In my last post in this series on the foundations for my God Buddy concept, I wrote about the 5 most common “wounds” men face based on Dr. Robert Lewis’ study, The Quest for Authentic Manhood. In that study, we also learned that many men hide behind one of several “masks” in order to cover their weaknesses and flaws. However, Dr. Lewis suggested these masks actually keep us from the deeper discussions that develop the true, authentic relationships we really need. 

One book on this very topic is The Mask of Masculinity by Lewis Howes. I found his book very helpful to understand why men avoid being vulnerable with each other.

As I wrote about in Traits of a God Buddy, vulnerability is one of the important characteristics.

Like many fathers of my generation (I’m a Baby Boomer), Howes’ dad rarely talked about his feelings. He said he and his dad always talked about day-to-day affairs but he never saw his dad cry. He said his dad was a “doer” and not a “talker”.  

Isn’t that how many of us guys were raised?

We were taught to just take care of our personal business and not share too much of our feelings with others. Some even suggest that men are conditioned at an early age to wear these proverbial masks, including several damaging stereotypes about our identities, such as:

  • Men don’t cry.
  • Men love war movies and fighting.
  • As a man, you need to always know what to do.

One study of men’s experiences at Johns Hopkins University even uses an example of a college-age man who explained: “I am more of an emotional person… I never really felt much like who I [pretended to be] because I [was]… putting my man-face on.”. 

Perhaps we wear these masks or put on a “man-face” because we’re afraid we might actually reflect who we really are and not who we are trying to be.

Masks of Masculinity

In his book, Lewis Howes breaks down the meaning of each of nine masks of masculinity, how they came about, and what to do about them since he too feels they hold men back from being truly vulnerable. Howes’ masks are defined as:

  • Stoic Mask: “I cannot cry”
  • Athlete Mask: “I must be physically fit”
  • Material Mask: “How much I earn defines my self-worth”
  • Sexual Mask: “The more girls I sleep with, the bigger of a man I am”
  • Aggressive Mask: “I must fight to prove my manhood”
  • Joker Mask: “Everything’s a joke to me”
  • Invincible Mask: “I feel no fear, feel no pain”
  • Know It All Mask: “The origin of mansplaining”
  • Alpha Mask: “I must win everything”

Based on his dad’s example, Howes said he only knew how to express his love for others through actions and now realizes that he also actually hid behind a “stoic mask”.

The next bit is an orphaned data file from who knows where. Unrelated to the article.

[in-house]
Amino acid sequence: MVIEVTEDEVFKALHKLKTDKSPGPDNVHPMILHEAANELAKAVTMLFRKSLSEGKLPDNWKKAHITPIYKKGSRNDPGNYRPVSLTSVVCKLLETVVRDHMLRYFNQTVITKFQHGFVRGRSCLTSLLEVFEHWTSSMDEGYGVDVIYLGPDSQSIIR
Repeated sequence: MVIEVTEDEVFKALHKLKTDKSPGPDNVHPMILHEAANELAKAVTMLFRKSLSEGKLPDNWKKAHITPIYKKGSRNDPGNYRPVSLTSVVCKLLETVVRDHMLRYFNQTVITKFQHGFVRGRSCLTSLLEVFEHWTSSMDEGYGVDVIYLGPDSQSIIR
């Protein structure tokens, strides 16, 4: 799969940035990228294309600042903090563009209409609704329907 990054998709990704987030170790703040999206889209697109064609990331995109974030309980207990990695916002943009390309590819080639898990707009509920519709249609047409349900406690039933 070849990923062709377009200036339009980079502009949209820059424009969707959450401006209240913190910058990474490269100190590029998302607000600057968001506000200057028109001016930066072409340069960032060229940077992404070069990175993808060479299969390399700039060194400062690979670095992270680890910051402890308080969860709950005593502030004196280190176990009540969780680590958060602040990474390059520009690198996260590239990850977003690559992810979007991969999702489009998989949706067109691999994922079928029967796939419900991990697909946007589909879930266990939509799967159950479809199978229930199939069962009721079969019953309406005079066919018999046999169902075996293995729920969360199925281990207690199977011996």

He also says men today are looking to understand themselves better and also want to understand their friends better. He says we’re tired of surface-level conversations around some variation of work, sports, weather, intellectual topics, or current events. Howes suggests that we remove the masks so we are truly known by others.

The Two Sides of Bruce Wayne

These masks remind me of the 2016 movie Batman vs Superman and how Ben Affleck portrayed the struggles of being billionaire, Bruce Wayne and of being the caped crusader.

Batman v Superman: Dawn of Justice
2016 DC Comics, Warner Bros. Pictures

Born into a wealthy family, Bruce Wayne had an idyllic childhood but after his parents were gunned down in front of him, he dedicated his life to battling crime. Wayne became almost possessed and trained his mental and physical abilities extensively for years to reach their peak.

However, during the 20 years of crime-fighting, Bruce Wayne became a psychologically damaged and almost sociopathic individual. Bruce went to a very dark place rooted in the trauma of losing his parents. As his butler Alfred explained it, the rage and feeling of powerlessness can turn a good man like Bruce into a cruel one.

“Taking off that mask to show vulnerability is one thing, but when you do it to show the world who you really are, that is something else entirely. That is true strength”.

— Lewis Howes, The Mask of Masculinity

Batman ultimately realized that his enemy was not himself, then sought redemption for his pain and gain the strength to make the world better.

GBs Learn to Take off the Mask

As you can see, learning to take off our mask to reveal the “real you” to another man is one of the key traits of a God Buddy relationship. I personally found that Howes explained the problem that shows itself in many of the men today: we still hide behind a mask.

Image by Leandro De Carvalho from Pixabay

I have seen many men who were willing to take the risk with other men but then had their confidentiality violated. After, they simply stopped taking off their masks because the violation of their trust and the pain of revealing their past wounds still hurts.

God Buddies know how to take off their mask in order to become honest and very vulnerable with each other. We also recognize who we can trust, even when it isn’t always easy to be vulnerable. Once you develop and maintain complete confidentiality with your God Buddy, you can unmask your issues and weaknesses. This allows you to properly display your God-given masculinity, which is a message more men of all ages need to hear today.

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1 Comment

Rich · August 9, 2020 at 5:04 pm

Great quote here: “Some of you are mad about wearing a mask to church, but you’ve been doing it for years.” – Paul Washer

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